Chicken Digestive System
The chicken’s digestive system consists of several organs working together to break down food. A basic understanding helps to recognize everyday situations, like a bulging crop or brown cecal droppings. It also helps to identify unusual conditions and to understand how several diseases affect the health of your chickens.
We cover everything there is to know about the chicken’s digestive system.
- Overview of the Chicken Digestive System
- Organs in the Chicken’s Digestive System
- Chicken’s Digestive System vs. Human Digestive System
- Growth of the Digestive System in a Chicken Embryo
- Appetite Regulation in Chickens
- Control of the Chicken’s Digestive System
Overview of the Chicken Digestive System
The goal of the digestive system is to mechanically and chemically break down food into nutrients for the body. The food enters via the mouth and travels through a long, tube-like alimentary tract until it reaches the chicken’s vent.
A chicken’s digestive system is similar to ours but not entirely the same either:
- chickens don’t have teeth and can’t chew
- they carry particular organs like a crop, two ceca, and a gizzard
- they don’t urinate and have two different kinds of poop
- their eggs and droppings pass through the same opening.
Chickens always seem to be hungry and eat all day long. Their appetite is regulated in the brain, and several hormones regulate digestion and satiety.
Organs in the Chicken’s Digestive System
The digestive system is a complex interplay of many organs. For the discussion, we’ll travel along with the food, starting with the beak and mouth.
Chickens don’t have any teeth or cheeks. Instead, they have a beak consisting of a keratin layer on top of the underlying bone. They can pick up food but can’t chew on it to break it into pieces.
The upper mandible is fixed to the skull, while the lower beak can be moved to grab food. Sometimes chickens shake their head to rip their food into pieces.
On the inside of the beak, they have a hard palate with a choanal slit that connects the mouth to the nasal cavities.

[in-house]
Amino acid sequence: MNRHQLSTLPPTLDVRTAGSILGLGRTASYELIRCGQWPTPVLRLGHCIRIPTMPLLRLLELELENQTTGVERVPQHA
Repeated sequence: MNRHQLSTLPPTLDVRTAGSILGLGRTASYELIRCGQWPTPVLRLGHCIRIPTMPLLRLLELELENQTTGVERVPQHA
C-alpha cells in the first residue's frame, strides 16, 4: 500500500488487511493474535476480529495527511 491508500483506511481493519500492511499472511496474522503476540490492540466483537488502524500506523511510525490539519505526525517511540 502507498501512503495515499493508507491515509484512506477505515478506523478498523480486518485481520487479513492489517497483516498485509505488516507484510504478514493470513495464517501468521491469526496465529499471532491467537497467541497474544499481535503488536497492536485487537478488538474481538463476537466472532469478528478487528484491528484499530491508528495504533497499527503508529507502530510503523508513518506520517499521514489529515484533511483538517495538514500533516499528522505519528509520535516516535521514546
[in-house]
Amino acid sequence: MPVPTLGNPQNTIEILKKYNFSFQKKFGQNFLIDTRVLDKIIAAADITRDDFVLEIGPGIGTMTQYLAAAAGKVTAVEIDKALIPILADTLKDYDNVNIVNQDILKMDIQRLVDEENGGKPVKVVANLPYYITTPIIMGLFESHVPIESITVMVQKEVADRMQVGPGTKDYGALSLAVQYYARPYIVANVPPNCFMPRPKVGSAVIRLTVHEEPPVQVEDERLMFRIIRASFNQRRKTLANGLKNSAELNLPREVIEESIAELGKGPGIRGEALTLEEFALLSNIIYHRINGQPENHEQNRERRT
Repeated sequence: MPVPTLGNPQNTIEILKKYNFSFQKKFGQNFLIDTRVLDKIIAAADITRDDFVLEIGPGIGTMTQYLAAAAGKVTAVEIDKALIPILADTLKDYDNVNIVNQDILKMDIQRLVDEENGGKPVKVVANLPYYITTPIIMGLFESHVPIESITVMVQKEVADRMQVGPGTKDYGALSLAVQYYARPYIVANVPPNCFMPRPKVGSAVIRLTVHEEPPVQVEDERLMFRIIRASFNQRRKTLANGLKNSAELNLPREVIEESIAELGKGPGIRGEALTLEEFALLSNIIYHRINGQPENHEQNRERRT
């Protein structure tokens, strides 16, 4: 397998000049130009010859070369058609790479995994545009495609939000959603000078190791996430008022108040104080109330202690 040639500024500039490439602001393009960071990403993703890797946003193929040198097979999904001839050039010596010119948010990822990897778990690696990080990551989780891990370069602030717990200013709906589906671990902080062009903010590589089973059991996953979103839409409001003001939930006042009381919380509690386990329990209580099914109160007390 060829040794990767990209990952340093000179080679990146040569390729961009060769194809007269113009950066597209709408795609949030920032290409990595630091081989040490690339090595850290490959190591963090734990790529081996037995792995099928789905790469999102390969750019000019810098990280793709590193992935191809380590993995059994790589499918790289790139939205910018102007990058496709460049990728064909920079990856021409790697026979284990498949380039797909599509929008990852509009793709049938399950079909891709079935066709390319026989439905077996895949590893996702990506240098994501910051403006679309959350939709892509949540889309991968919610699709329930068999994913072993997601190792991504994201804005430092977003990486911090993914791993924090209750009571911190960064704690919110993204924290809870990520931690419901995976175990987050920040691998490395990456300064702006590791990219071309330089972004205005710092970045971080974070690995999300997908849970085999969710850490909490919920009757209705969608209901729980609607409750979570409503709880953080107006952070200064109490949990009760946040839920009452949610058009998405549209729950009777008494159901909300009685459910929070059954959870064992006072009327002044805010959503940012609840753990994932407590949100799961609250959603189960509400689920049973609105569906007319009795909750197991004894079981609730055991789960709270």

They don’t have a soft palate covering the slit and can’t vacuum their mouths to swallow water like us. Instead, they elevate their head and let the water run down their gullet. Some diseases like canker can cause sores in the mouth to grow through the slit, sinuses, and skull base.
Chickens have a tongue with a couple of tastebuds, so they can taste their food, although it’s not as well-developed as our taste.
They also have a lot of saliva glands in several places in their mouth. The saliva starts the chemical breakdown of carbohydrates in the feed. It also moistens the food, so it’s easier to swallow.
Gullet and Crop
The gullet, or esophagus, is a flexible pathway lubricated with mucus for the food to slide through.
When chickens swallow, their food doesn’t go straight through their throat to the stomach. Halfway the food passes the crop, a balloon-like space where chickens buffer their food. The crop allows them to eat whatever they can while the digestion progresses at a steady pace.
After a full day of eating, you can feel the crop as a big lump on the breast bone. The crop can swell to the size of a tennis ball, which can feel strange for people that are unaware chickens have a crop.
Food can stay up to 12 hours in the chicken’s crop. When they roost at night, their digestion keeps running, and the crop should be empty in the morning.
An impacted crop is a condition where food gets stuck in the crop, and the passage is blocked. Sour crop, or candidiasis, is a yeast infection of the chicken’s crop. A pendulous crop is a condition where the muscles of the crop are overstretched, and the crop gets too large.
Stomach, Proventriculus, Gizzard
When food leaves the crop, it enters the proventriculus. This long-shaped organ is the first part of the chicken’s stomach.
The chemical digestion of proteins starts in the proventriculus. It produces hydrochloric acid and pepsins, which break down proteins and other structures of amino acids. The proventriculus has a thick wall to cope with the acids.
The second part of the stomach is the muscular gizzard. It contains grit and small stones that aid in breaking up the food. The inner surface of the gizzard is made of keratin-enforced solid skin that can cope with the food’s destructive grinding.
The liver is a large organ in chickens and lies next to the gall bladder and spleen. It serves multiple purposes and is involved in critical biochemical processes for digestion and metabolism. The condition of the liver is crucial for the health of our birds.
The functions of the chicken liver include:
- Synthesis of fat and proteins to be used anywhere in a chicken’s body.
- Creation of bile, stored in the gall bladder, for fat processing.
- Conversion of sugars into fats, lipogenesis. Poultry feed is usually low in fat.
- Maintain blood sugar levels and convert glucose to glycogen when blood sugar becomes too high. Chickens have high blood sugar levels because they are active all day.
- Storage and production of vitamins. Vitamin K is utilized in the liver for blood clotting. Vitamin B is produced in the liver.
- Some production of red blood cells, but most are created in bone marrow
- Getting rid of toxic substances in the food such as pesticides, drugs, antibiotics, and heavy metals